Into The Arena is one of the better pieces of non-fiction literature I have ever read. Fiske-Harrison develops both major and minor characters from the world of Spanish bullfighting in a way that makes you truly imagine being there. I found myself Googling the histories of many matadors depicted in the book because they are depicted in a way that makes you want to know more. Each is presented as a fascinating protagonist of both bullfights described as intricate dances and of a personal, colorful, and unique life. The reader is drawn into relating to the matadors as both heroes and artists, egotists and humble, fallable, philosophical, humans, facing their fears. The breeders of bulls, support team, and aficionados are similarly depicted in a round way that draws the reader into their culture. Alexander Fiske-Harrison himself makes a worthy protagonist, managing to paint himself as the type of person most of us probably consider ourselves to be and can therefore sympathize with. He alternates between confidence, joy, melancholy, questioning, and a pantheon of other feelings, generally finding the dynamic balance of a mature and philosophically curious person in a complex world.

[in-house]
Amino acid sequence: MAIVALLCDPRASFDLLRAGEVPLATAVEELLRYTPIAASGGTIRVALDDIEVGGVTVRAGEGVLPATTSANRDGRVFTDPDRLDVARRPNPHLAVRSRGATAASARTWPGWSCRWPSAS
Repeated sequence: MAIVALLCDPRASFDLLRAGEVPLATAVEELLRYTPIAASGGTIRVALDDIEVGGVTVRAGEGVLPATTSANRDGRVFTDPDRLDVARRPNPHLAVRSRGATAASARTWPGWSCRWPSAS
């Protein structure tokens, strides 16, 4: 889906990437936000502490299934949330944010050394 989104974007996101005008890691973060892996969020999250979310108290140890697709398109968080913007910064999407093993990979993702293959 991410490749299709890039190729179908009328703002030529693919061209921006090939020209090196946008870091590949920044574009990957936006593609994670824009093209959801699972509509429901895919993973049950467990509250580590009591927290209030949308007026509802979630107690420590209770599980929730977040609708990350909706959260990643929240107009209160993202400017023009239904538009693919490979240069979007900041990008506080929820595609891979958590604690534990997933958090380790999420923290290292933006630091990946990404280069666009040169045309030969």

I highly recommend Into The Arena to anyone who is interested the interplay of art, brutality, history, and human nature. The book obviously discusses animal rights issues in detail, but to me it is more about how human beings interact with our planet in general, including the animals who live here with us, how we interact with death (of both ourselves and the animals), and what constitutes art.
Read it-- you will soon find yourself researching tickets to Spain and the bullfighting schedules for Cayetano or El Fandi-- after you realize that they are actual characters, today, and not only the wonderfully developed characters of a memorable book.